B)Injection molding process

(A)Extrusion blow molding

–  Parison is formed from by forcing the plastic through an extrusion




Material enters the die, flow around the mandrel so that extrudate would be cylindrical


The die would have a hole at the center so that air could be blown into the cylinder


In some blow molding operations, the air is introduced from the bottom through an inlet


This process can be;

–  continuous extrusion blow molding


     During  the  process,  the  extrusion  runs  continuously,  thus  making  a


continuous parison.


     using multiple mold to match the mold cycle to the extrusion speed


–  Intermittent extrusion blow molding

     During  the  process,  the  extruder  is  stopped  during  the  time  that  the


molding occur


     use either reciprocating screw or an accumulator system


     In this system, the output of the extruder is matched by having multiple molds which seal and blow the parison and then move away from extruder to cool and eject


     In practical case, the mold cycle is longer than time required to extrude a new parison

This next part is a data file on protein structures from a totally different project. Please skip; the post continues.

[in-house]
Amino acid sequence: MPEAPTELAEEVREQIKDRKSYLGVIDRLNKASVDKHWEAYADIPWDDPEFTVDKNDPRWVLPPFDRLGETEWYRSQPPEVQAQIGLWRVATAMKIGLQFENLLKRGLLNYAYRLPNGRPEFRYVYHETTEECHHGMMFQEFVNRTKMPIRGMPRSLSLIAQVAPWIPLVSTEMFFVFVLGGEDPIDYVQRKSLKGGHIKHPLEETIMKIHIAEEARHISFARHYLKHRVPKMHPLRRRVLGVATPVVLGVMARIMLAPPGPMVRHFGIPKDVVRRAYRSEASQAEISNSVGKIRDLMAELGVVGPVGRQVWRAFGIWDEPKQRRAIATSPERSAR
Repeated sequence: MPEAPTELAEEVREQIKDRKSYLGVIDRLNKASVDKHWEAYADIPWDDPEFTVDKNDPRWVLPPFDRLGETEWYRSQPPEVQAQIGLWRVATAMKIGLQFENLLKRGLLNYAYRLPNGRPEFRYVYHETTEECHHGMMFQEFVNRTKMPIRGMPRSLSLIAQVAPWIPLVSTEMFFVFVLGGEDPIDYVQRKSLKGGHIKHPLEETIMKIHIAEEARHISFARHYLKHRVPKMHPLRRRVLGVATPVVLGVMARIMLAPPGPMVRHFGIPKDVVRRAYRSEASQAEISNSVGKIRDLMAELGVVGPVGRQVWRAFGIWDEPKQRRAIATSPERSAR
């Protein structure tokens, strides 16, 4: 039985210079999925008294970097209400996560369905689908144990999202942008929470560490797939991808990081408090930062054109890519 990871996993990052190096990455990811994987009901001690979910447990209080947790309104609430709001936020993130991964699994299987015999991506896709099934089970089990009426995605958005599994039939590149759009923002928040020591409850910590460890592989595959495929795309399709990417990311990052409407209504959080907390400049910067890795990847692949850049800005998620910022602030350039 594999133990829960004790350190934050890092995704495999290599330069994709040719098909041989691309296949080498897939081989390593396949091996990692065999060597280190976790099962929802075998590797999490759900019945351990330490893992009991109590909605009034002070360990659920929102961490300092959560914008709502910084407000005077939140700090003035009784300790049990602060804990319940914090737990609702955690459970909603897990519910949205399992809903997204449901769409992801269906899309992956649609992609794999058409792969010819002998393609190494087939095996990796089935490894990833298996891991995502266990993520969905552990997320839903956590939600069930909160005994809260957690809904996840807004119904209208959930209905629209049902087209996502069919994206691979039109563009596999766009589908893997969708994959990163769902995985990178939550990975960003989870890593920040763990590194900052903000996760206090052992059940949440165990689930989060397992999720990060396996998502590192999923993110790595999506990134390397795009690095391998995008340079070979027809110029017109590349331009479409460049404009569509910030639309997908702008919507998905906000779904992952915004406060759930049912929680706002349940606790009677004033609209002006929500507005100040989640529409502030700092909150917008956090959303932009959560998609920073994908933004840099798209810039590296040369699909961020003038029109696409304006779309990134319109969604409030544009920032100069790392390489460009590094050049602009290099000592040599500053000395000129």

If the mold cycle is twice than time needed for creating a parison, a two mold system can be used


     The method is sometimes called rising mold system - system of which two or more molds are used to mold parts from one extruder during continuous process


b)Injection Blow Molding


     The parison is formed by the injection of molten resin into a mold cavity and around a core pin


     The parison is not a finished product, but it is subjected to subsequent step to form the final shape


     Second step, blowing of the intermediate part in a second mold


     Because of distinct separation of the two steps, the parison made by injection molding is called a perform




     The mold is closed


     Resin is then injected to form a cylindrical part


     The mold is opened and perform is ejected

The perform can be stored until the finished blow molded is needed.


The flexibility of separating the two cycles has proven useful in manufacture of soda pop bottle.

Comparison of extrusion and injection blow molding




It is also known as Rotomoulding, rotocasting or spin casting.


The thin walled metal mould is a split female mould made of two pieces and is designed to be rotated about two perpendicular axes. The steps followed in rotational moulding are.




A predetermined amount of plastic , powder or liquid form , is deposited in one half of a mould.




The mould is closed.




The mould is rotated biaxially inside an oven. The hollow part should be rotated through two or more axes, rotating at different speeds, in order to avoid the accumulatiuon of polymer powder.